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Danodare

Why is the right to the pursuit of happiness needed ?

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My understanding of Ayn Rand is that individual rights are there to protect the individual from the collective.

From that perspective, it is obvious that my right to life has to be a right. Otherwise, a majority could vote to kill me, just as the Athenians voted to kill Socrates.

The right to liberty also has to be a right, because otherwise a majority could vote to put me in jail even if I haven't infringed on anyone else's rights.

The right to dispose of the product of my work must be a right as well. What good is it if I am free to think and act on my thoughts, but if a majority votes to confiscate everything I produce ? This would be incompatible with the requirements of life.

So far, so good. What I have trouble understanding is why the right to the pursuit of happiness has to be a right. I don't see what a majority could vote that would prevent me from pursuing my happiness if I already have the rights to life, liberty, property.

Was Ayn Rand only trying to echo the declaration of independence ? Or is there a better reason ?

Thanks in advance to anyone who could explain it to me, or point me to another thread if the question has already been answered.

And sorry for any language mistake as I am not a native english speaker.

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I am not sure that Ayn Rand ever stressed "The right to the pursuit happiness" given that the right to life is the fundamental right. The rights to liberty and property as you say are necessary for the right to life. Jefferson revised Locke's right to property to the right to the pursuit of happiness. I don't know if he or anyone elucidated on his rationale for this. I would say that the right to the pursuit of happiness is a wider concept from the right to property in that it includes the such things as the right to free associations, free speech, pursuit of leisure activities, etc. that are not specifically property.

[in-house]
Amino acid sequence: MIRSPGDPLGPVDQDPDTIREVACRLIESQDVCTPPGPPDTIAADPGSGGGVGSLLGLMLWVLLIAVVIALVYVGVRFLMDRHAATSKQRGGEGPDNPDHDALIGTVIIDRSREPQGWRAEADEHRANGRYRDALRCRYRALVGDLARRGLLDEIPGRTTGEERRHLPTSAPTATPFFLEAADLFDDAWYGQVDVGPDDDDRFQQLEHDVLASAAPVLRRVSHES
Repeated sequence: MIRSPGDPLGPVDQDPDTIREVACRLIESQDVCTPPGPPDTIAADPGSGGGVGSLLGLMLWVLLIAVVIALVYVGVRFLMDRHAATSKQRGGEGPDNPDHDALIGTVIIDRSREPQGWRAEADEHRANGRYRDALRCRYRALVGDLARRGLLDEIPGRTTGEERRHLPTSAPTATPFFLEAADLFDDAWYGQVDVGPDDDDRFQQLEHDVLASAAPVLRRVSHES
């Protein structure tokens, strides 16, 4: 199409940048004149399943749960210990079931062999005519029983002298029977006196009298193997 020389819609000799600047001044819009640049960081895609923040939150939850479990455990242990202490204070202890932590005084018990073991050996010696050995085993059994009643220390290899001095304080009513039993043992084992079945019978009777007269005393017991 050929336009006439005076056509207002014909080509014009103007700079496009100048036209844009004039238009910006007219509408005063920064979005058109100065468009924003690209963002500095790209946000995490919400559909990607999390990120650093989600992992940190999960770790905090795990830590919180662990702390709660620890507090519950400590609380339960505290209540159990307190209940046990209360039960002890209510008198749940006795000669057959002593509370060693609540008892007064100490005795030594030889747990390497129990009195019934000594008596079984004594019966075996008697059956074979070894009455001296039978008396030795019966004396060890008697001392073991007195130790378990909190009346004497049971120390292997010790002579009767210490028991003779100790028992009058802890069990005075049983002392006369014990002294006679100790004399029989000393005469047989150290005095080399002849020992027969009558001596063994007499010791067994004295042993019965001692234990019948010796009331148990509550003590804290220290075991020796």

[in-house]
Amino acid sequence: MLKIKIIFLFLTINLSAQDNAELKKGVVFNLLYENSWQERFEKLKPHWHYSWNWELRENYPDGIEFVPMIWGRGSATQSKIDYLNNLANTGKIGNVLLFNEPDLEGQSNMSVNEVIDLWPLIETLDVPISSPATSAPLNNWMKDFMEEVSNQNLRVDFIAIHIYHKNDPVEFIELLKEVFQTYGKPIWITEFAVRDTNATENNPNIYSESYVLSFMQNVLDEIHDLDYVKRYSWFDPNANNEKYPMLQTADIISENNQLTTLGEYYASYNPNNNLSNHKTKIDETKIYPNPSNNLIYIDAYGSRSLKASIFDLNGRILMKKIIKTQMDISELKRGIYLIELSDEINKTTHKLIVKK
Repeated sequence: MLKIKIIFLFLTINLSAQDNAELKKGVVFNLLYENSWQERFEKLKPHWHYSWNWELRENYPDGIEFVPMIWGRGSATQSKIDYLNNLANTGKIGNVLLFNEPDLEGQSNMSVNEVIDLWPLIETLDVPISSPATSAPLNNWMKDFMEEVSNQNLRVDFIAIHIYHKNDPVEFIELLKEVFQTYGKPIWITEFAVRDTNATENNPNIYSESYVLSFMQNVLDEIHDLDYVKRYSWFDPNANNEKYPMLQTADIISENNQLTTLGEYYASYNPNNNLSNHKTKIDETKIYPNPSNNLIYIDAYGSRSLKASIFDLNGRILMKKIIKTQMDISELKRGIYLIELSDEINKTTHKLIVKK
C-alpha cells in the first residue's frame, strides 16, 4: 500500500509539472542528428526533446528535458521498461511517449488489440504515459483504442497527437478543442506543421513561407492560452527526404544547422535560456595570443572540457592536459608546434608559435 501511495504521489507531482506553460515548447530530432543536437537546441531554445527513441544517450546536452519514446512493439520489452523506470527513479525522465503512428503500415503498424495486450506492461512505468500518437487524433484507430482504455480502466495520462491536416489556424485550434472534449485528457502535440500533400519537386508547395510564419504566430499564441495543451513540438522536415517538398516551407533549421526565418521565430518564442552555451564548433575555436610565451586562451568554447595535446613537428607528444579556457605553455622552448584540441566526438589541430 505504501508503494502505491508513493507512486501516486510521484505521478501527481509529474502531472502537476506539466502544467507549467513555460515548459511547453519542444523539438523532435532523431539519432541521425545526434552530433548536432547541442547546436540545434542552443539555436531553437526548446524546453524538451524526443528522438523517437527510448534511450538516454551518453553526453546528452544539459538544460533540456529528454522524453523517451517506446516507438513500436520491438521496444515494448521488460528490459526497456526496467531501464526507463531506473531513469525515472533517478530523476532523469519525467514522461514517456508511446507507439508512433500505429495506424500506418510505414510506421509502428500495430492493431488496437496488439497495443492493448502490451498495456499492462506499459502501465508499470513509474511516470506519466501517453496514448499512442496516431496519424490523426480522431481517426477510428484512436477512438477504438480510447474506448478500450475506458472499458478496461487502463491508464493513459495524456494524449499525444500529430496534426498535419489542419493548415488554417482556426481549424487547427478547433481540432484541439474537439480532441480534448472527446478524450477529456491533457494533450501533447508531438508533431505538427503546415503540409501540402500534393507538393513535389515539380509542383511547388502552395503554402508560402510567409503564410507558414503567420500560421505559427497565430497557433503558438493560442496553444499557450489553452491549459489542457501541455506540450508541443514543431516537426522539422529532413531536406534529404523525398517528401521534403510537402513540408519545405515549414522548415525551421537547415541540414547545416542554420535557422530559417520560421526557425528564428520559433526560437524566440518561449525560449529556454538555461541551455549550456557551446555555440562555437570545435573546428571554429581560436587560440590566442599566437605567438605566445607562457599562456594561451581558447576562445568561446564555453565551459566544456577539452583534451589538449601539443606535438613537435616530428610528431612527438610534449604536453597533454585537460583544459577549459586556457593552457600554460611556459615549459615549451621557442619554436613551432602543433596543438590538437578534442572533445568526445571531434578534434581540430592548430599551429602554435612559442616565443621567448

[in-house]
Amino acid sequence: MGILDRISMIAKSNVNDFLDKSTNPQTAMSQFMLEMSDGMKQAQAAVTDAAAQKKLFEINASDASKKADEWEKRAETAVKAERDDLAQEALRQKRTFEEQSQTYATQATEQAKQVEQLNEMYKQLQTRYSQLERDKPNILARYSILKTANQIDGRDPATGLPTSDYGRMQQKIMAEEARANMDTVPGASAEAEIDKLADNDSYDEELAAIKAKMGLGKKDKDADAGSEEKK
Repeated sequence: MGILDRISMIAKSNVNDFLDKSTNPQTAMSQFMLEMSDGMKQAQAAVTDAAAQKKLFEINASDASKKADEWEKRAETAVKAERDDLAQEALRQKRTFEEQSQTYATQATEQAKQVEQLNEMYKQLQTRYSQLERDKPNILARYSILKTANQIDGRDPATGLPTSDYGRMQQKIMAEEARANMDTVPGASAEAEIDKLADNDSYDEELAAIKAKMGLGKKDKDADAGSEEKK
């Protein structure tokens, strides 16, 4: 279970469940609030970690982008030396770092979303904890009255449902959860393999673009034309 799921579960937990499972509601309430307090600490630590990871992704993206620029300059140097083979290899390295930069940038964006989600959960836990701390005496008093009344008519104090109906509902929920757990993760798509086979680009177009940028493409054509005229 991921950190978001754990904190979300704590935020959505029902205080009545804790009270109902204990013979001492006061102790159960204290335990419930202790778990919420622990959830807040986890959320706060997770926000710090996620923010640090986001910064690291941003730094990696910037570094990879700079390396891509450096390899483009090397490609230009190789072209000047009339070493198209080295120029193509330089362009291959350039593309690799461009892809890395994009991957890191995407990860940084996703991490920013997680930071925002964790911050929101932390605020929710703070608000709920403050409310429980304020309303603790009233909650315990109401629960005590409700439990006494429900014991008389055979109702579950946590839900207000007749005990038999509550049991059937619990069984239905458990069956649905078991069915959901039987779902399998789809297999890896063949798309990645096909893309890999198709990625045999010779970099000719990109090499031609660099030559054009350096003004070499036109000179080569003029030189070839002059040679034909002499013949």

Notice that the Declaration of Independence says the pursuit of happiness, not the right to happiness. No one can declare that they have a right to certain things because they are necessary for their happiness.  It begs the question of what defines happiness. I would say that happiness is a consequence of confidently being able to pursue one's life and rationally defined values. I think Peikoff discusses this in his book.

Edited by Wayne

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Rights are those conditions necessary for man’s survival, qua man. Protecting the individual from the collective is a specific application of the concept of rights, having to do with society’s relationship to man (rights are not there so that the individual is protected from the collective. Also note that no rights to things: rights pertain to actions – you have a right to live, to act according to your judgment (this is what “liberty” is about). These are specific perspectives on the fundamental right, that of a man to exist. But to exist doesn’t mean just “be a pile of atoms; be a slave’, it means exist as a man (existence implies identity). Which means, to exist as a man; in accordance with the nature of man – you exist as a reasoning being. Your actions are chosen, by you, because they befit your specific nature. Only you can determine what your nature is, e.g. whether you like the wind-swept prairie or skyscrapers. Your only right, in a social context, is to be free from the initiation of force. The often-enumerated rights to life, liberty, property rights, pursuit of happiness, freedom of speech and so on are all just identifying concrete consequences of the right to be free from force.